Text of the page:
The Modularity Theorem says every elliptic curve over $\mathbb{Q}$ can be gotten from the classic modular curve $X_0(N)$ by a rational map. Here $N$ is the conductor, easily calculable from a polynomial for the curve. Are the coefficients of the map calculable?

Unless this has changed lately, the proofs rely on some non-effective results. For example, Brian Conrad's comment at Can you get Siegel's theorem "for free" from modularity and Mazur's Eisenstein Ideal paper? points out that proofs of the modularity theorem (at least at that time) use the Shafarevich conjecture, which was proved by Faltings as a consequence of the once Mordell conjecture -- now Faltings's theorem.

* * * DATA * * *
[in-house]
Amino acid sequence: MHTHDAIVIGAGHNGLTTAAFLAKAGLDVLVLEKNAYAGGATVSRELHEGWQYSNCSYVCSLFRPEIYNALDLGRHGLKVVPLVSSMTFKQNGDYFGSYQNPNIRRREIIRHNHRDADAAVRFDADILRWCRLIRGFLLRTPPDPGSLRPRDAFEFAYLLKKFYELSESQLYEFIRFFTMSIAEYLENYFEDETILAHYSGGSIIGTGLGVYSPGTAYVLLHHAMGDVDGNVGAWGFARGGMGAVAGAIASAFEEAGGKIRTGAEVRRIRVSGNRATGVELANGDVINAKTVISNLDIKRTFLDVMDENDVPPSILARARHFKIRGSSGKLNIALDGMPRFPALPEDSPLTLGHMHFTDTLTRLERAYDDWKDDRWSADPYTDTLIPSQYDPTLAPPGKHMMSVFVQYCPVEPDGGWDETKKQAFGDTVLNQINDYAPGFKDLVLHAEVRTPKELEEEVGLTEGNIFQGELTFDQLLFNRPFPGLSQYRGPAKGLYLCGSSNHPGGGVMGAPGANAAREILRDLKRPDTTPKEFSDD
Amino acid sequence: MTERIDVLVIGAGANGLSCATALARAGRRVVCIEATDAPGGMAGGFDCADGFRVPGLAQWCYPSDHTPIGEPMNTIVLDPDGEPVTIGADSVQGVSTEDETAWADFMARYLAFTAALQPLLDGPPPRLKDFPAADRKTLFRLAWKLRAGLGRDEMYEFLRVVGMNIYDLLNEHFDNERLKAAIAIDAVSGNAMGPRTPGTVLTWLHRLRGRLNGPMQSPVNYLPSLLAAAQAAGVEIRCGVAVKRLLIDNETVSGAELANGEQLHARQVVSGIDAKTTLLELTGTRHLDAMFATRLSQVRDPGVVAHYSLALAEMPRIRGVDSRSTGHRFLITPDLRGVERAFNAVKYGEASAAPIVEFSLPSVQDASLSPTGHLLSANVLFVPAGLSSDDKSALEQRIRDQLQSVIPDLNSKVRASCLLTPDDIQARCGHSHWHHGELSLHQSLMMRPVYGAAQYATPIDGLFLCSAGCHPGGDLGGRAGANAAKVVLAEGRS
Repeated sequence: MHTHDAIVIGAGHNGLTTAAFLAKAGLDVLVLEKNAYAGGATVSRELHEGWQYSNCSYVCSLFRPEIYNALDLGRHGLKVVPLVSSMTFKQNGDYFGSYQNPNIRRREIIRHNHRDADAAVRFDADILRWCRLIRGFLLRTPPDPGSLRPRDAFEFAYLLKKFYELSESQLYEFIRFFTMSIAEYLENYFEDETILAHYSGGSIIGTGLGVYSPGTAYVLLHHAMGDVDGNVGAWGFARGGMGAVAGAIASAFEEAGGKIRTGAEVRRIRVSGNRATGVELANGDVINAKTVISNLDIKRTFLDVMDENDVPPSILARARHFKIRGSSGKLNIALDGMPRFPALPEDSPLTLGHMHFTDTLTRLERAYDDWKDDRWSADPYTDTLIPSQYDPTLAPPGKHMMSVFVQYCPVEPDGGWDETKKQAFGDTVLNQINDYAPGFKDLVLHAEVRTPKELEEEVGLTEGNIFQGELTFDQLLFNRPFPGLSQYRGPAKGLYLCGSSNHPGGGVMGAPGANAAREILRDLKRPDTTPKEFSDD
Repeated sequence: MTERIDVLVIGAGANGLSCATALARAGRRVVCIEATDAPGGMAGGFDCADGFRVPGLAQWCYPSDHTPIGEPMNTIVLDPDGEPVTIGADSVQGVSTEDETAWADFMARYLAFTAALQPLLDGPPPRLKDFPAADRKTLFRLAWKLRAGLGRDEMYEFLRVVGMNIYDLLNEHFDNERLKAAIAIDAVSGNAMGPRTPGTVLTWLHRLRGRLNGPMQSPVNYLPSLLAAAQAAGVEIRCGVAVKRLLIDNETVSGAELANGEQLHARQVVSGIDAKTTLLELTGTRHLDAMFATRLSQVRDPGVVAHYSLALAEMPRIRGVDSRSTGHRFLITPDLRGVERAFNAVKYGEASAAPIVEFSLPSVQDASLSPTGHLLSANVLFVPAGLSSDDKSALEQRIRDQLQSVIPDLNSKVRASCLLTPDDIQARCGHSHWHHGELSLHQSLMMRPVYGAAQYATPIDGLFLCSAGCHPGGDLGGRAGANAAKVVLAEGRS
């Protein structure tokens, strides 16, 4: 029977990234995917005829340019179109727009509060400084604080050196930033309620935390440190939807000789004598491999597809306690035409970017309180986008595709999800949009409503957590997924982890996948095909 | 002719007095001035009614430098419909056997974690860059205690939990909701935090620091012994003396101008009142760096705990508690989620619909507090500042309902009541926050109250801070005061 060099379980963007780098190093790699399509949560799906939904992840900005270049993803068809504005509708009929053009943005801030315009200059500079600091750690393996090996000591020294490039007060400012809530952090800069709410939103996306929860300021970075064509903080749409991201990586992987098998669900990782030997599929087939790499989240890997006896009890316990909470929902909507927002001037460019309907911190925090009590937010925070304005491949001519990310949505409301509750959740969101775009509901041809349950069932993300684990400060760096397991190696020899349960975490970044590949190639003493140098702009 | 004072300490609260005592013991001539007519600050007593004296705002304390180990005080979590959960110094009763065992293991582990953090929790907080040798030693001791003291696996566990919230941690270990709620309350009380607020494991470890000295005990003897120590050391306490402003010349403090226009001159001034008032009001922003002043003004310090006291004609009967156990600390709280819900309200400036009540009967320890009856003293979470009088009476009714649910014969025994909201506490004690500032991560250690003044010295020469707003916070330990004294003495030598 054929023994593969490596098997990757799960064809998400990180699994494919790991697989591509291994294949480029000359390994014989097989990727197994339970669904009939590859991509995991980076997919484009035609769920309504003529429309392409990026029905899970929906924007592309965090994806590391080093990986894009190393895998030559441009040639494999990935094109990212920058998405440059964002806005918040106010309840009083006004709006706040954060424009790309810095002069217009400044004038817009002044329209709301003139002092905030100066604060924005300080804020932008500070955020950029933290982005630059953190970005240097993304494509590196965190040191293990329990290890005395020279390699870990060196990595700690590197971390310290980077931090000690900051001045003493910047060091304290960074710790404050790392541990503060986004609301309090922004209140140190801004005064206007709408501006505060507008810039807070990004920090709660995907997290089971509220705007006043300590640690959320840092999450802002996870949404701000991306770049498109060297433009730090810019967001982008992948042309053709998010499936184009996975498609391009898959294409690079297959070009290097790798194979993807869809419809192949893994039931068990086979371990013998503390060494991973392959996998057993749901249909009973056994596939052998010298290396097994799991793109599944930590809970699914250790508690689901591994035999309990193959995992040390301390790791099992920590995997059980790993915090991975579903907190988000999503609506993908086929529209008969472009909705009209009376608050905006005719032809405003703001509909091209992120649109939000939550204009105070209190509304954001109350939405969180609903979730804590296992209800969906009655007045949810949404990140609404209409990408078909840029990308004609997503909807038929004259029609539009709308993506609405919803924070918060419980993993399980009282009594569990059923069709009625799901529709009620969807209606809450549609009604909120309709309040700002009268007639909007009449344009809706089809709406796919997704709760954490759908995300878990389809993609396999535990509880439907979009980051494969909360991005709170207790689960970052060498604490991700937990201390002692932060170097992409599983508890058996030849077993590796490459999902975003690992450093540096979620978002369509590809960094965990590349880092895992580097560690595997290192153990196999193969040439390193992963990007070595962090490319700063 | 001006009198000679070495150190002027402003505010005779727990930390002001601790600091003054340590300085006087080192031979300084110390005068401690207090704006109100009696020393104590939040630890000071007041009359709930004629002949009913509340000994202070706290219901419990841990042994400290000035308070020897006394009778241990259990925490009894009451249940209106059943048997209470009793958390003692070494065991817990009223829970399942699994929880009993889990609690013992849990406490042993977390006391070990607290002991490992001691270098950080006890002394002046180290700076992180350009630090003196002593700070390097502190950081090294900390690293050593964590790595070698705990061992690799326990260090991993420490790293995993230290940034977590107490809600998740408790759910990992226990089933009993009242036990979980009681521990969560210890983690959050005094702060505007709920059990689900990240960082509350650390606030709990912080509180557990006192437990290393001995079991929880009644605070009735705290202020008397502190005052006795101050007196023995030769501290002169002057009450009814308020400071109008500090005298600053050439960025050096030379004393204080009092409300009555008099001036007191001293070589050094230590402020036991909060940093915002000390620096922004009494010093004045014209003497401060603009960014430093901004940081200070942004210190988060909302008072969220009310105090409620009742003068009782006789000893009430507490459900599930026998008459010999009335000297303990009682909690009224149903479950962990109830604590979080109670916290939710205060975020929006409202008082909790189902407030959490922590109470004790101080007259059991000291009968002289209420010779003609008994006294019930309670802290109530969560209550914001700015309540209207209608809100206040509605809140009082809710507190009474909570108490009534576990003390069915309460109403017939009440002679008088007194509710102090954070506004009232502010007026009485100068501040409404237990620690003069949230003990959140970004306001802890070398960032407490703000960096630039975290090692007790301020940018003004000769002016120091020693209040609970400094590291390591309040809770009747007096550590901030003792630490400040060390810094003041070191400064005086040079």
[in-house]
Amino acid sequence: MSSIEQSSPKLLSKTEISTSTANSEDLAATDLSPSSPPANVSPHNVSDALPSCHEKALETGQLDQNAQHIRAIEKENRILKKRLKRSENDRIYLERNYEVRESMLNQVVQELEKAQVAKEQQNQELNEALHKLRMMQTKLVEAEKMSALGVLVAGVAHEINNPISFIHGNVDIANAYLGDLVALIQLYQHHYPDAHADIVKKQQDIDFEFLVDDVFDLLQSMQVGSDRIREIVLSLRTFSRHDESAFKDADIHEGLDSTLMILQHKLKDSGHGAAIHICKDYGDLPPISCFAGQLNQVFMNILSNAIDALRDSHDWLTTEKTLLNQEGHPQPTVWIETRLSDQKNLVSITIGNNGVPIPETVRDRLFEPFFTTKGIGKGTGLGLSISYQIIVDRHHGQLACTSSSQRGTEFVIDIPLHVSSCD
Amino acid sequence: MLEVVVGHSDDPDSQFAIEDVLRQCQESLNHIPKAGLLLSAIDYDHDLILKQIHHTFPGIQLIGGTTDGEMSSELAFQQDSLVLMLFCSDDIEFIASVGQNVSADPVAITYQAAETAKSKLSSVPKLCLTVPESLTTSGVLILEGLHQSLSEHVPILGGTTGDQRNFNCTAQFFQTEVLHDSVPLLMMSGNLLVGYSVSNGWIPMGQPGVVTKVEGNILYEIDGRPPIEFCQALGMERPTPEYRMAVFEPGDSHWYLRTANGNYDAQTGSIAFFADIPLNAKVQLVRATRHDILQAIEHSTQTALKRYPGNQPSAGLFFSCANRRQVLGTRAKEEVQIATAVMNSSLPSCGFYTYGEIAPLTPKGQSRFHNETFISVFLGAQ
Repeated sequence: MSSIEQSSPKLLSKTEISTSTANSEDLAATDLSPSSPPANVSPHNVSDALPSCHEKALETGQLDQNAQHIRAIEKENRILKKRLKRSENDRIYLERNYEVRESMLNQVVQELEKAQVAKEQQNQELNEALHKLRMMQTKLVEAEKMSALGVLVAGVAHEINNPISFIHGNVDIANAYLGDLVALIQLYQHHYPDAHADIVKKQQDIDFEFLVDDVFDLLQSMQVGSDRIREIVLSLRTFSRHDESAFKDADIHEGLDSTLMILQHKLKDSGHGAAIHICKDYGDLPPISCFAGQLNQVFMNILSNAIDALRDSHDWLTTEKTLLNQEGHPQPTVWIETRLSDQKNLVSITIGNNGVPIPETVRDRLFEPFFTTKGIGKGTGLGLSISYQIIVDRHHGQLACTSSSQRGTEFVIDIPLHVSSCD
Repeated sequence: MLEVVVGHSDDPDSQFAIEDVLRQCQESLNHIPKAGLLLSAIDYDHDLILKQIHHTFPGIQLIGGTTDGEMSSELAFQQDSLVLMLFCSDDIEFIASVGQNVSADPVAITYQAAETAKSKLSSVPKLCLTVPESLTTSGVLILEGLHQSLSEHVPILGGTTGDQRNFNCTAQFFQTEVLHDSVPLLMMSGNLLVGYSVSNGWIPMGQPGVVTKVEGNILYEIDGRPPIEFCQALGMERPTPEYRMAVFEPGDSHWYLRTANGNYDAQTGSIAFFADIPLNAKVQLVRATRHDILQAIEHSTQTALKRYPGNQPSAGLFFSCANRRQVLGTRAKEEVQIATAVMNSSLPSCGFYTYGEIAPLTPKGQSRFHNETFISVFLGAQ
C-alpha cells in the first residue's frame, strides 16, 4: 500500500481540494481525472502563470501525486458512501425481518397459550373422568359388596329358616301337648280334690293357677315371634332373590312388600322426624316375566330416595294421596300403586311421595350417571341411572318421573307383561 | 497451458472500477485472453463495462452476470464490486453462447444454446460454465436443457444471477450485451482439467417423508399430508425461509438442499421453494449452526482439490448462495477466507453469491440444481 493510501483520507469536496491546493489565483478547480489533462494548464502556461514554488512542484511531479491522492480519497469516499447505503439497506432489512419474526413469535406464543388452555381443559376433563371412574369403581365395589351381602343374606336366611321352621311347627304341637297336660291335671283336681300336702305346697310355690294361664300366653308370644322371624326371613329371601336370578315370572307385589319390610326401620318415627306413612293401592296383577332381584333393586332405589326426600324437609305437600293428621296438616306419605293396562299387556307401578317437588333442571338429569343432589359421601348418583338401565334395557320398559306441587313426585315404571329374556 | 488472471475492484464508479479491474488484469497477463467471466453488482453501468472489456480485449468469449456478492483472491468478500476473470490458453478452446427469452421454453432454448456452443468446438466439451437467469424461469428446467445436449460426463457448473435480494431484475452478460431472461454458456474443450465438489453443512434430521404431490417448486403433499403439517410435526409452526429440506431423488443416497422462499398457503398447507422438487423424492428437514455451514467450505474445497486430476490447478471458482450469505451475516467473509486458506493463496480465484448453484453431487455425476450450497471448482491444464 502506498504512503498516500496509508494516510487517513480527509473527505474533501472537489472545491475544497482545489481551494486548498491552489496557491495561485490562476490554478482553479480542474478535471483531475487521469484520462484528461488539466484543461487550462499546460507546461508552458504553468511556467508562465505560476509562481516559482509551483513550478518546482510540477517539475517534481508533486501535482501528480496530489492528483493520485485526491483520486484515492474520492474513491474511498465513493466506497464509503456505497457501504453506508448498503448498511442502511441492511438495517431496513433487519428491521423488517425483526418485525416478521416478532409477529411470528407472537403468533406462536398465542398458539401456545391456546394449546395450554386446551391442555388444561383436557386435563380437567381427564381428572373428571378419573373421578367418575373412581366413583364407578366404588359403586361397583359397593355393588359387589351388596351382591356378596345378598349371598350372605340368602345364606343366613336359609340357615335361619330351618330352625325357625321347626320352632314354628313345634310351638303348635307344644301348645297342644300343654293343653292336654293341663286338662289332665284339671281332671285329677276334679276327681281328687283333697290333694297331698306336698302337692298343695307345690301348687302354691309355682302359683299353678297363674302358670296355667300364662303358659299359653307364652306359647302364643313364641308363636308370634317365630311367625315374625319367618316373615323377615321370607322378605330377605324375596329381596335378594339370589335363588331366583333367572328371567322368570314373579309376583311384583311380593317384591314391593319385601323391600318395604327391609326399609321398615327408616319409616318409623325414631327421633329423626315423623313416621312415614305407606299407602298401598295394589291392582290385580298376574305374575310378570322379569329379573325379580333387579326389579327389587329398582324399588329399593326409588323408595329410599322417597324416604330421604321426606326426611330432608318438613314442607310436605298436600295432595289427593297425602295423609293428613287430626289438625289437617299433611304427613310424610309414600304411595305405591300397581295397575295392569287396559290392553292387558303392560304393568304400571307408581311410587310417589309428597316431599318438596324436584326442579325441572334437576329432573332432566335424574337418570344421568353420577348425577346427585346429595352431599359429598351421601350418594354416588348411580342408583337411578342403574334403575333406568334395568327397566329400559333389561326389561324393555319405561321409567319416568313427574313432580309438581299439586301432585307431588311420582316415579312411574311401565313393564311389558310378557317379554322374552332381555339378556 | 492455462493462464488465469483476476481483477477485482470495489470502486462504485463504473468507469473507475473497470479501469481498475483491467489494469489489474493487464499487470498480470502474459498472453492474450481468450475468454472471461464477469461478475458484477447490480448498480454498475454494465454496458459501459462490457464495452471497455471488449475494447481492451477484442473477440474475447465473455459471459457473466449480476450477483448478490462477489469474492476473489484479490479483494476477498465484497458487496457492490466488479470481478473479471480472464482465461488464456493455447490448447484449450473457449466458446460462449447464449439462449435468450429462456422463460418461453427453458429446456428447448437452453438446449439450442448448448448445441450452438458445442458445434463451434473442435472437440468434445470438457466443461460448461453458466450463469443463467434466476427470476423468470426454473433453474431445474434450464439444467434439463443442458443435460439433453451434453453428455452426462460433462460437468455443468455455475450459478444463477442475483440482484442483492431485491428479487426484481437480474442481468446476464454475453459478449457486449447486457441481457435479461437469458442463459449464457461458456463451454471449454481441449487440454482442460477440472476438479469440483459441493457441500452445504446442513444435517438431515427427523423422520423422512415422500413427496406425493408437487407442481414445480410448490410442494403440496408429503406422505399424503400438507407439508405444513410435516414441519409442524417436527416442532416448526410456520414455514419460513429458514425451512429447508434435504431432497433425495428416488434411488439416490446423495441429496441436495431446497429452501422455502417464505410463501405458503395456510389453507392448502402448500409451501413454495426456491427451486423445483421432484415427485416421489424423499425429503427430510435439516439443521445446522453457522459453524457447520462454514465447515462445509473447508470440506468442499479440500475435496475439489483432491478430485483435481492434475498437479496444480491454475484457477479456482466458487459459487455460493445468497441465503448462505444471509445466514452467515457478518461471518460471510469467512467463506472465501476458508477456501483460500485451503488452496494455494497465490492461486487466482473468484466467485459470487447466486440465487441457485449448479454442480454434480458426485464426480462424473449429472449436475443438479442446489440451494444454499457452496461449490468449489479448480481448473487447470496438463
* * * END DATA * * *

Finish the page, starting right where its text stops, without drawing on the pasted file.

At least up to Levin http://arxiv.org/abs/1109.6070 the Shafarevich conjecture is not (yet) effective. But I do not know how that conjecture is used for Modularity. See also Damian Rössler's comment at Effective proofs of Siegel's theorem using arithmetic geometry.

To clarify: effective proof is not the same thing as constructive proof. As Noam Elkies's and Qiaochu Yuan's answers say this theorem is effective because you can calculate the coefficients once you know the curve is modular, so the relevant searches will return results. A constructive proof would also require effectiveness at each step to show all the relevant searches indeed return results. That would be a further question.